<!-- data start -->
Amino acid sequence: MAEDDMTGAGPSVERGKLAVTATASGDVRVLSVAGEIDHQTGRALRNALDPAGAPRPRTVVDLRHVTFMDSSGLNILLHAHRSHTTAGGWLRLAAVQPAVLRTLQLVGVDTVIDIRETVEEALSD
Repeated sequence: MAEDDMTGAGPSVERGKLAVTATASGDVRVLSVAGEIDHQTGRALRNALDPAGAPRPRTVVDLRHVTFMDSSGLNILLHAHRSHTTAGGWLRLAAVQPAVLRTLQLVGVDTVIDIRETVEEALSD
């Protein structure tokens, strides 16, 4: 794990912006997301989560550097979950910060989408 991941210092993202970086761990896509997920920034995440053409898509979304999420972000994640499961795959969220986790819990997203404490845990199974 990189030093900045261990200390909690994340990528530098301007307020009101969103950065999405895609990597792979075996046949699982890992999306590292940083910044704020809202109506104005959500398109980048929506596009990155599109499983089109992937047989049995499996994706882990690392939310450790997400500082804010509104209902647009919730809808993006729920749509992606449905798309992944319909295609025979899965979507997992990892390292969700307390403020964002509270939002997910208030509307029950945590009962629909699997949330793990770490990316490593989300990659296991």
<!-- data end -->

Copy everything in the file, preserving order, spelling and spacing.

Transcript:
Amino acid sequence: MAEDDMTGAGPSVERGKLAVTATASGDVRVLSVAGEIDHQTGRALRNALDPAGAPRPRTVVDLRHVTFMDSSGLNILLHAHRSHTTAGGWLRLAAVQPAVLRTLQLVGVDTVIDIRETVEEALSD
Repeated sequence: MAEDDMTGAGPSVERGKLAVTATASGDVRVLSVAGEIDHQTGRALRNALDPAGAPRPRTVVDLRHVTFMDSSGLNILLHAHRSHTTAGGWLRLAAVQPAVLRTLQLVGVDTVIDIRETVEEALSD
């Protein structure tokens, strides 16, 4: 794990912006997301989560550097979950910060989408 991941210092993202970086761990896509997920920034995440053409898509979304999420972000994640499961795959969220986790819990997203404490845990199974 990189030093900045261990200390909690994340990528530098301007307020009101969103950065999405895609990597792979075996046949699982890992999306590292940083910044704020809202109506104005959500398109980048929506596009990155599109499983089109992937047989049995499996994706882990690392939310450790997400500082804010509104209902647009919730809808993006729920749509992606449905798309992944319909295609025979899965979507997992990892390292969700307390403020964002509270939002997910208030509307029950945590009962629909699997949330793990770490990316490593989300990659296991």